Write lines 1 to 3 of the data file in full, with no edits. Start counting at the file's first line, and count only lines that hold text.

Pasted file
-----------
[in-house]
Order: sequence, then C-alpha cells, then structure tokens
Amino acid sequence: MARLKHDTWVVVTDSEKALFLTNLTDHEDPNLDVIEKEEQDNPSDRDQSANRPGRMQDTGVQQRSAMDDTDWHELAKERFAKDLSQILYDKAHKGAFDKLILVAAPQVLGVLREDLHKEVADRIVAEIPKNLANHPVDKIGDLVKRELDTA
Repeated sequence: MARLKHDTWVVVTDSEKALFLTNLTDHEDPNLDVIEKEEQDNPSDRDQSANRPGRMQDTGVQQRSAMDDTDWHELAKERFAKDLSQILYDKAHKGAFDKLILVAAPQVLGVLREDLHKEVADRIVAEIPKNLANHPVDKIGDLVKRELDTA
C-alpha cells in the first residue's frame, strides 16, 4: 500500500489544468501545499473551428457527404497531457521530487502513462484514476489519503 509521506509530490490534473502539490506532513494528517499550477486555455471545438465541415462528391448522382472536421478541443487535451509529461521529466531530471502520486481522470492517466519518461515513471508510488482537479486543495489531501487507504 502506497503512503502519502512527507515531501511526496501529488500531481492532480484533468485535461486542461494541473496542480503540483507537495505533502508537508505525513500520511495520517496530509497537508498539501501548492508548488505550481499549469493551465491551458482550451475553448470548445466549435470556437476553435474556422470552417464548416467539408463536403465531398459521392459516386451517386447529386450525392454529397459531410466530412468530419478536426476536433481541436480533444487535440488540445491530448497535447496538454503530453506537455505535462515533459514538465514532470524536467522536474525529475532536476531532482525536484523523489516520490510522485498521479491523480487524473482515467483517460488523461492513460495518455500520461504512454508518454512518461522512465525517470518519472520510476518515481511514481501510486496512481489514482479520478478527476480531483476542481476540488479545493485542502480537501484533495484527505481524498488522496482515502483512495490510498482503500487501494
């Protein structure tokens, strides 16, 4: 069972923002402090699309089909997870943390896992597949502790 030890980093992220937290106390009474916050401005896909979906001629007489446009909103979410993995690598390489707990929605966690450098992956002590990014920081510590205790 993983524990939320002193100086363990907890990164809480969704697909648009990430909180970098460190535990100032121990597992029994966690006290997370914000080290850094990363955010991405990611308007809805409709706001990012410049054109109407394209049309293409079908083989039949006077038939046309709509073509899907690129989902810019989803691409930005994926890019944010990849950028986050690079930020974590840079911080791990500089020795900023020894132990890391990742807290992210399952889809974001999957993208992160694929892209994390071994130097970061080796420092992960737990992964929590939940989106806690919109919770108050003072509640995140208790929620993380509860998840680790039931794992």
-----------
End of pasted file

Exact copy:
[in-house]
Order: sequence, then C-alpha cells, then structure tokens
Amino acid sequence: MARLKHDTWVVVTDSEKALFLTNLTDHEDPNLDVIEKEEQDNPSDRDQSANRPGRMQDTGVQQRSAMDDTDWHELAKERFAKDLSQILYDKAHKGAFDKLILVAAPQVLGVLREDLHKEVADRIVAEIPKNLANHPVDKIGDLVKRELDTA